BRUSSELS, Jun 19 – Britain won assurances at an EU summit that new pan-European financial authorities will not be able to force governments to make emergency bank bailouts, according to draft conclusions.
Joining Washington in a drive to tighten financial supervision, EU leaders agreed in principle on Thursday, the first day of a two day summit, to set up three pan-Europe bodies to oversee banks, insurers and securities firms.
London, one of the biggest financial markets in the world, had been wary that the new authorities would be able to order governments to make emergency spending to prop up the financial system by for example bailing out banks.
In order to appease Britain, the leaders agreed that "decisions taken by the European Supervisory Authorities should not impinge in any way on the fiscal responsibilities of member states," the draft conclusion said.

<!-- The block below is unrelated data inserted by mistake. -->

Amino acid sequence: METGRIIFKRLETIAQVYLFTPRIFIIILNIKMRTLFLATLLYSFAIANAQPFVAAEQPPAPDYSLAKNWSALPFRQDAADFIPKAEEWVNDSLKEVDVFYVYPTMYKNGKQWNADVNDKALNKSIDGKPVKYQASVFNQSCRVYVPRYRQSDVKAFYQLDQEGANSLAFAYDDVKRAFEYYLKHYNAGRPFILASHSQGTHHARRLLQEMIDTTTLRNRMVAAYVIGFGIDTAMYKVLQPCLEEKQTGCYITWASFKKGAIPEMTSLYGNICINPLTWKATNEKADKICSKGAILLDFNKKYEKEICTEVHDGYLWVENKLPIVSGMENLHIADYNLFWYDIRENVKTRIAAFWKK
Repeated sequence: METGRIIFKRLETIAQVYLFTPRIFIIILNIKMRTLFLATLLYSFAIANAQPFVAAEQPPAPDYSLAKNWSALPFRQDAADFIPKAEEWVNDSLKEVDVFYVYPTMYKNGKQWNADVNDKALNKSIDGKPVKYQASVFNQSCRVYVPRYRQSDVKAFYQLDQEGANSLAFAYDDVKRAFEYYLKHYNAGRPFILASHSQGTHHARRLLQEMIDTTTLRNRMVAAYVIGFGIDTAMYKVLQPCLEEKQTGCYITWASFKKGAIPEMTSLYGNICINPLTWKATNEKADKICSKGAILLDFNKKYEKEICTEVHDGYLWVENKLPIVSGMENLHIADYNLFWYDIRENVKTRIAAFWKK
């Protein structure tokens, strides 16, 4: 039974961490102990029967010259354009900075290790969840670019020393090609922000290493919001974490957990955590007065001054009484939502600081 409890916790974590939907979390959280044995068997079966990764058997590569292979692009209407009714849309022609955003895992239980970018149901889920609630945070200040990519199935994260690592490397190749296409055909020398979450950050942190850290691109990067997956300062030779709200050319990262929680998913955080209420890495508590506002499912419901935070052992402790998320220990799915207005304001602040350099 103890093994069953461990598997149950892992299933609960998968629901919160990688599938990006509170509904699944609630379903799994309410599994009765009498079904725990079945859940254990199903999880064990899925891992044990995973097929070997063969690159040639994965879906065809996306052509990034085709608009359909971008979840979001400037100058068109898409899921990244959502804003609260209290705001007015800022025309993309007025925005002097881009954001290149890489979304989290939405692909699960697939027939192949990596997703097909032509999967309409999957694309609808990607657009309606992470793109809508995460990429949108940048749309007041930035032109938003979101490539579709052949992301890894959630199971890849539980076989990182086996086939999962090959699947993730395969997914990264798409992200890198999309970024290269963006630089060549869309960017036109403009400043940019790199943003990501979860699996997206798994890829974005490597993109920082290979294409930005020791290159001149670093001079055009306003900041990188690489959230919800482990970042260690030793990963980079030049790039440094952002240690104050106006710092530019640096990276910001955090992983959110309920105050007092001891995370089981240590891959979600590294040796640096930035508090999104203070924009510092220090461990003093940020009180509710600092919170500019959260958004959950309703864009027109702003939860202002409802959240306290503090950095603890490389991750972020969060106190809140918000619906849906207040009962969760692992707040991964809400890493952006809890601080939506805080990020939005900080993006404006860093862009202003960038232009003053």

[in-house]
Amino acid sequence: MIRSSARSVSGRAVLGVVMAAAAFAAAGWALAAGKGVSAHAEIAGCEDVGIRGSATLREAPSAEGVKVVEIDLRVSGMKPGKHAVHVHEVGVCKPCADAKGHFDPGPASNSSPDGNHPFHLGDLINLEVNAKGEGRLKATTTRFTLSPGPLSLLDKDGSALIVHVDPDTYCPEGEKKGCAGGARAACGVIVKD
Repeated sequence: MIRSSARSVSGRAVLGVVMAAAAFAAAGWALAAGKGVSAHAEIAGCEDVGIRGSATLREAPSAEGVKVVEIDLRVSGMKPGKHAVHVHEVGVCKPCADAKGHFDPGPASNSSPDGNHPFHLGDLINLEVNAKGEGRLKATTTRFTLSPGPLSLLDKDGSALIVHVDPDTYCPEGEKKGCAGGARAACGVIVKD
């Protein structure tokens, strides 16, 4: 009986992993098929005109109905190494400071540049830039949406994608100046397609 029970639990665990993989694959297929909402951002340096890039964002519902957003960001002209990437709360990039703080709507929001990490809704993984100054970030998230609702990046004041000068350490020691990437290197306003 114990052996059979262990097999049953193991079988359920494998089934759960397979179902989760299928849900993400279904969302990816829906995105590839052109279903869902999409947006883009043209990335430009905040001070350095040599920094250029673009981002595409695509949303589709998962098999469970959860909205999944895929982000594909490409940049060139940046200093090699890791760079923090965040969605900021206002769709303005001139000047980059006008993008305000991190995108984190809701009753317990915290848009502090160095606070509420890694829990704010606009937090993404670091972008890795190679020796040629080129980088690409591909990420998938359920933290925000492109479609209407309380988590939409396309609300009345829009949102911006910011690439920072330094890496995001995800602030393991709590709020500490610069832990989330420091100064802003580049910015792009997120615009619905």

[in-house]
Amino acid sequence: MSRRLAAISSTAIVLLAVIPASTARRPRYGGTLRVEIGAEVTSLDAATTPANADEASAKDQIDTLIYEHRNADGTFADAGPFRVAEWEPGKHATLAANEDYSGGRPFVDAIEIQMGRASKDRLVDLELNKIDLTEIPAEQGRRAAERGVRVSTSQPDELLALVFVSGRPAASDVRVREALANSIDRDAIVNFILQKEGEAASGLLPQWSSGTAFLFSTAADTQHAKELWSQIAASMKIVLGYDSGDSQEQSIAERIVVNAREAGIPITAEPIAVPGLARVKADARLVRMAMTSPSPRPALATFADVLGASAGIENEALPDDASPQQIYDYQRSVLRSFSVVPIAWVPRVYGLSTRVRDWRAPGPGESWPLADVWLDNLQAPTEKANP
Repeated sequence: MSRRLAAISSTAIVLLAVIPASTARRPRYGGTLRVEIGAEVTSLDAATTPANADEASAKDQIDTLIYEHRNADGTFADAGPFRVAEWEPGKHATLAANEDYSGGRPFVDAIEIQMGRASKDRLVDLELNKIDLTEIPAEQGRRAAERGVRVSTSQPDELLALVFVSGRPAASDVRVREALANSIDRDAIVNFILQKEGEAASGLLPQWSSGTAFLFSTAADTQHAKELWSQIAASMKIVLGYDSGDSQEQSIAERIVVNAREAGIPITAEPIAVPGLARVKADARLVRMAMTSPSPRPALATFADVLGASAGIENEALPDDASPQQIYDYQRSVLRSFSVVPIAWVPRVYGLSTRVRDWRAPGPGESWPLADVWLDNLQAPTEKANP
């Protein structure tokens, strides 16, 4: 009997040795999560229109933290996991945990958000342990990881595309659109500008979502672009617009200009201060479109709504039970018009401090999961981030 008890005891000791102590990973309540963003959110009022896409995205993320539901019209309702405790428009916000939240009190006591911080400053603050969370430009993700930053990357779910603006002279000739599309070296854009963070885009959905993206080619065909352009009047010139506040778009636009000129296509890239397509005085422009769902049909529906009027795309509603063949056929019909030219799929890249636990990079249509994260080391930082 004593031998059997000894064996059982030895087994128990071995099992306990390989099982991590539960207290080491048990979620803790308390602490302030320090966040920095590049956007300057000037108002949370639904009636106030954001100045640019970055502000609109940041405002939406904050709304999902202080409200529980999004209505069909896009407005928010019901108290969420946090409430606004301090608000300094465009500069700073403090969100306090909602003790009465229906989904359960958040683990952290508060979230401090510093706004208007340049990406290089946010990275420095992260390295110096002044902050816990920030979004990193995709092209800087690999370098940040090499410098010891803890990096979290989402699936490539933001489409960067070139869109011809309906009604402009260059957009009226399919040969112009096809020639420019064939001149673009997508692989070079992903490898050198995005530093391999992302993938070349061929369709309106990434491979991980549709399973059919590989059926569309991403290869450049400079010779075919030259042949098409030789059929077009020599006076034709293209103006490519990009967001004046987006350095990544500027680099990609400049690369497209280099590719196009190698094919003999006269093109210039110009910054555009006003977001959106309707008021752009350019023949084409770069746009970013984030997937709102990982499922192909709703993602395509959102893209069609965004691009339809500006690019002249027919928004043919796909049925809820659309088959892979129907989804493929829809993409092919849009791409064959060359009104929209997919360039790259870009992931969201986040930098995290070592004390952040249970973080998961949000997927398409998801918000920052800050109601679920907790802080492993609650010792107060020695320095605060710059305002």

However, the leaders agreed that the new bodies should otherwise have "binding and proportionate decision-making powers" to ensure that national regulators are in line with EU rules.
The conclusions also call for EU central bankers to chose the head of new European Systemic Risk Board, which is supposed to monitor risks to financial and economic stability and issue recommendations to avoid them.
Britain, the biggest of the 11 EU countries not to use the euro, had also been put off by an original proposal that the new risk watchdog be chaired by the president of the European Central Bank.
After leaders give formal approval to the conclusions on Friday, it will be up to the European Commission to hammer out the details of the reform in a new set of proposals due in early autumn, with the aim of implementing them next year.